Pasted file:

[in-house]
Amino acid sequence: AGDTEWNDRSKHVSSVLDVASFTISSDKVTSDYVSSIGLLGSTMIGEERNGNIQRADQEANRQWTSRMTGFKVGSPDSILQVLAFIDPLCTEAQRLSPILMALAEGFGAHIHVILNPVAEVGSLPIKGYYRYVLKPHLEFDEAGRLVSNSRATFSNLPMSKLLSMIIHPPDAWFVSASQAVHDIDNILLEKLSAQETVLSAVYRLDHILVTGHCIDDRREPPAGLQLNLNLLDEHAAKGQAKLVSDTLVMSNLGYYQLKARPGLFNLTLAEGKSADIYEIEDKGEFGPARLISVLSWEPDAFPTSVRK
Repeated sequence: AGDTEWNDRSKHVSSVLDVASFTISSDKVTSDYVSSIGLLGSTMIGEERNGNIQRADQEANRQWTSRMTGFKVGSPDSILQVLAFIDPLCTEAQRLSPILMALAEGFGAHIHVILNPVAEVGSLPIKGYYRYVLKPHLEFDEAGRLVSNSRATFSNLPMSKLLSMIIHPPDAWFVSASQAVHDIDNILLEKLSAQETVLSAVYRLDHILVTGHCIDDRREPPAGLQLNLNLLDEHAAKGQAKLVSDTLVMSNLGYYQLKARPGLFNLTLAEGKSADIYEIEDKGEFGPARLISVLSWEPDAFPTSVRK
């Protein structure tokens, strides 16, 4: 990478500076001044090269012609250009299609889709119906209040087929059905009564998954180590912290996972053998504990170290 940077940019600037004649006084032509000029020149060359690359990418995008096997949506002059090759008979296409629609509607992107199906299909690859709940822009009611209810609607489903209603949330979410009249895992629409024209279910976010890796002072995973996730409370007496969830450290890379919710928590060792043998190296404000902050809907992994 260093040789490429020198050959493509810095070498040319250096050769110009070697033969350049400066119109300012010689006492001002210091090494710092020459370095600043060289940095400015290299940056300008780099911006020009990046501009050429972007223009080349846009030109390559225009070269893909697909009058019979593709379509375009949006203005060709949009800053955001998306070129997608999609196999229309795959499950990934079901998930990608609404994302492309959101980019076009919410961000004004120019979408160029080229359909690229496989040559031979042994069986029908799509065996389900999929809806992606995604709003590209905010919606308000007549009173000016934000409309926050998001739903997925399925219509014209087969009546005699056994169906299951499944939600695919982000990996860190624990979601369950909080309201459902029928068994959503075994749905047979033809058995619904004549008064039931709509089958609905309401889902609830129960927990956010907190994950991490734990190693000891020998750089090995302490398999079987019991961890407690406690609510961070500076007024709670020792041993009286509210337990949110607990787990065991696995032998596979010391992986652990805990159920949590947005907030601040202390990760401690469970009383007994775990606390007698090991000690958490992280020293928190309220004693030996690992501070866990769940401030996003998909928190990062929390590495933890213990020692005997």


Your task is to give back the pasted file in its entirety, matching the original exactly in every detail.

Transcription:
[in-house]
Amino acid sequence: AGDTEWNDRSKHVSSVLDVASFTISSDKVTSDYVSSIGLLGSTMIGEERNGNIQRADQEANRQWTSRMTGFKVGSPDSILQVLAFIDPLCTEAQRLSPILMALAEGFGAHIHVILNPVAEVGSLPIKGYYRYVLKPHLEFDEAGRLVSNSRATFSNLPMSKLLSMIIHPPDAWFVSASQAVHDIDNILLEKLSAQETVLSAVYRLDHILVTGHCIDDRREPPAGLQLNLNLLDEHAAKGQAKLVSDTLVMSNLGYYQLKARPGLFNLTLAEGKSADIYEIEDKGEFGPARLISVLSWEPDAFPTSVRK
Repeated sequence: AGDTEWNDRSKHVSSVLDVASFTISSDKVTSDYVSSIGLLGSTMIGEERNGNIQRADQEANRQWTSRMTGFKVGSPDSILQVLAFIDPLCTEAQRLSPILMALAEGFGAHIHVILNPVAEVGSLPIKGYYRYVLKPHLEFDEAGRLVSNSRATFSNLPMSKLLSMIIHPPDAWFVSASQAVHDIDNILLEKLSAQETVLSAVYRLDHILVTGHCIDDRREPPAGLQLNLNLLDEHAAKGQAKLVSDTLVMSNLGYYQLKARPGLFNLTLAEGKSADIYEIEDKGEFGPARLISVLSWEPDAFPTSVRK
């Protein structure tokens, strides 16, 4: 990478500076001044090269012609250009299609889709119906209040087929059905009564998954180590912290996972053998504990170290 940077940019600037004649006084032509000029020149060359690359990418995008096997949506002059090759008979296409629609509607992107199906299909690859709940822009009611209810609607489903209603949330979410009249895992629409024209279910976010890796002072995973996730409370007496969830450290890379919710928590060792043998190296404000902050809907992994 260093040789490429020198050959493509810095070498040319250096050769110009070697033969350049400066119109300012010689006492001002210091090494710092020459370095600043060289940095400015290299940056300008780099911006020009990046501009050429972007223009080349846009030109390559225009070269893909697909009058019979593709379509375009949006203005060709949009800053955001998306070129997608999609196999229309795959499950990934079901998930990608609404994302492309959101980019076009919410961000004004120019979408160029080229359909690229496989040559031979042994069986029908799509065996389900999929809806992606995604709003590209905010919606308000007549009173000016934000409309926050998001739903997925399925219509014209087969009546005699056994169906299951499944939600695919982000990996860190624990979601369950909080309201459902029928068994959503075994749905047979033809058995619904004549008064039931709509089958609905309401889902609830129960927990956010907190994950991490734990190693000891020998750089090995302490398999079987019991961890407690406690609510961070500076007024709670020792041993009286509210337990949110607990787990065991696995032998596979010391992986652990805990159920949590947005907030601040202390990760401690469970009383007994775990606390007698090991000690958490992280020293928190309220004693030996690992501070866990769940401030996003998909928190990062929390590495933890213990020692005997």